Pride of India
THE MOTHERLAND OF BLESSED MARIAM THRESIA
India is a land of diverse religions, languages and cultures. The major religious communities of India today are Hindus, Muslims, Jains and Parsis. The major faith is Hidusiom.
The lifetime of Blessed Mariam Thresia was a period of vast political upheavals and ecclesiastical convulsion in India. She was born in the heyday of the British Raj. The thirst for freedom and independence was growing in India under the leadership of the Congress Party and Mahatma Gandhi was coming to the scene.
A new world order was ushered in, precipitated by the First World War. The repercussions of the war were bound to shake the society. In Kerala for the church it was a period of two schisms, originating from outside interventions. There was a tension on the basis of rites between Eastern Christian and Latin Christian communities. In order to safeguard the ancient tradition of apostolic origins the then Pope Leo XIII erected a separate Syro Malabar hierarchy in 1887 and 1896.
The life and activities of Mariam Thresia can be understood properly only in their social and religious background and historical setting. Her native state Cochin was under paramount of the imperial British Raj. The traditional caste system contributed its share of woes and sufferings especially among the outcastes. The landlords exploited the poor laborers keeping them in virtual slavery. Hindu widows were forced to immolate themselves on their husband’s funeral pyre. The call of Mariam Thresia was to humanize such a society and work for the betterment of the families. According to Pope John Paul II “In God’s plan family is in ways the first school of learning how to be human”? Hence God called, molded and commissioned a poor, illiterate girl with extra ordinary holiness and spiritual power for the revival of the families.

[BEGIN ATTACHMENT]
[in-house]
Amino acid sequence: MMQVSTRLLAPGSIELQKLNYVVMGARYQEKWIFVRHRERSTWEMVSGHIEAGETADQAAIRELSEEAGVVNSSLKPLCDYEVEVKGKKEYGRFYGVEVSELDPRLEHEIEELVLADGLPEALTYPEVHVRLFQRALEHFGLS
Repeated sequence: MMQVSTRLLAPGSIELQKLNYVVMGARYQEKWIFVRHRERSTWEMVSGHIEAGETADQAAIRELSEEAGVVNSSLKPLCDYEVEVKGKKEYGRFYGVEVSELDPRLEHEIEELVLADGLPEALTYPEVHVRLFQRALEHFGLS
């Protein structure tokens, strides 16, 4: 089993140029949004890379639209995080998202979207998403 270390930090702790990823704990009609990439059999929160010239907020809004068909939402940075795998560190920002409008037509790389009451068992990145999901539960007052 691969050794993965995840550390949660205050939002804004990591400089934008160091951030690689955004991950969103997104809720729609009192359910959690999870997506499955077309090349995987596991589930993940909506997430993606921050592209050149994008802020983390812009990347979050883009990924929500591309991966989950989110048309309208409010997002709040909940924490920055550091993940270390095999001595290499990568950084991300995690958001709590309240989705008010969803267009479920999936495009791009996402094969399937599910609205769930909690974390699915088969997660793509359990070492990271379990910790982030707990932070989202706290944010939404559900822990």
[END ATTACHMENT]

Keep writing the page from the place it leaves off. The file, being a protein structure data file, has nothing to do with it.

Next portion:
Kerala – Blessed by the Birth of Mariam Thresia
The tiny state of India, Kerala, is today well known because of the birth of Blessed Mariam Thresia, a poor village girl, frail in frame, indifferent in looks but of extraordinary spiritual power, who is finally on the way of sainthood.
She was born in Puthenchira village in Thrissur district. Puthenchira was earlier known Mahadevapattanam. In the second or third century perumakkan’s created a bund for the purpose of agriculture. The Cheran Perumal designated the place for building the chira by throwing puthen (the coin prevailing then). Since then it is believed that this place is called Puthenchira. Puthenchira was ruled by the king of Kodungallur after the Cheran dynasty fell in 9th century. In the 18th century when the Cochin king annexed the southern parts of the Zamorin Empire, Puthenchira became part of the Cochin kingdom. Later in 1761, when Samudiri attacked, the cochin king sought help from Travancore.Travancore obliged and defeated Samudiri in the battle. Delighted by this Cochin king gifted Puthenchira to Diwan Ayyappan. Marthanda Pillai who was the commander of the Travancore army, Diwan dedicated this to Travancore king. Until the Travancore Cochin merger in 1949, Puthenchira was a Travancore village.